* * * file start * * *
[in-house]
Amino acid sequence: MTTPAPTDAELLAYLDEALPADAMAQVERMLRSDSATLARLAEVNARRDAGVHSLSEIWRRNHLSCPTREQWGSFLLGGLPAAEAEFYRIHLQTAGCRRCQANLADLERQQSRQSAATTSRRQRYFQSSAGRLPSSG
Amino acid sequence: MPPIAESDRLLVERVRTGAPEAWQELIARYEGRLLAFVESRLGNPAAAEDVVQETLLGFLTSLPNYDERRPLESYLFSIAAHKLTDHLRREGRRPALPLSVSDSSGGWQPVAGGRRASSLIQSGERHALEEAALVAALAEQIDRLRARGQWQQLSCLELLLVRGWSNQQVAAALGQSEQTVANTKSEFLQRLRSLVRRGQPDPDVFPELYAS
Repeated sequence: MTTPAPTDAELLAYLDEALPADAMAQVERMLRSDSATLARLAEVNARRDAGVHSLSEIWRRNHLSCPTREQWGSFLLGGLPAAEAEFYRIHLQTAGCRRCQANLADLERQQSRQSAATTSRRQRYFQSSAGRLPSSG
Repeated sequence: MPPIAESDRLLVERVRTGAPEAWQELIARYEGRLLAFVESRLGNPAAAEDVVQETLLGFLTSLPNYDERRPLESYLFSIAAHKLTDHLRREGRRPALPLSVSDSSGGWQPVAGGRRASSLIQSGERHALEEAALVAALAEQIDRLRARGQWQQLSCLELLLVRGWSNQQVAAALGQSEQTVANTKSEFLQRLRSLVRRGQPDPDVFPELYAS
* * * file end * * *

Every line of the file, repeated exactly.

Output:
[in-house]
Amino acid sequence: MTTPAPTDAELLAYLDEALPADAMAQVERMLRSDSATLARLAEVNARRDAGVHSLSEIWRRNHLSCPTREQWGSFLLGGLPAAEAEFYRIHLQTAGCRRCQANLADLERQQSRQSAATTSRRQRYFQSSAGRLPSSG
Amino acid sequence: MPPIAESDRLLVERVRTGAPEAWQELIARYEGRLLAFVESRLGNPAAAEDVVQETLLGFLTSLPNYDERRPLESYLFSIAAHKLTDHLRREGRRPALPLSVSDSSGGWQPVAGGRRASSLIQSGERHALEEAALVAALAEQIDRLRARGQWQQLSCLELLLVRGWSNQQVAAALGQSEQTVANTKSEFLQRLRSLVRRGQPDPDVFPELYAS
Repeated sequence: MTTPAPTDAELLAYLDEALPADAMAQVERMLRSDSATLARLAEVNARRDAGVHSLSEIWRRNHLSCPTREQWGSFLLGGLPAAEAEFYRIHLQTAGCRRCQANLADLERQQSRQSAATTSRRQRYFQSSAGRLPSSG
Repeated sequence: MPPIAESDRLLVERVRTGAPEAWQELIARYEGRLLAFVESRLGNPAAAEDVVQETLLGFLTSLPNYDERRPLESYLFSIAAHKLTDHLRREGRRPALPLSVSDSSGGWQPVAGGRRASSLIQSGERHALEEAALVAALAEQIDRLRARGQWQQLSCLELLLVRGWSNQQVAAALGQSEQTVANTKSEFLQRLRSLVRRGQPDPDVFPELYAS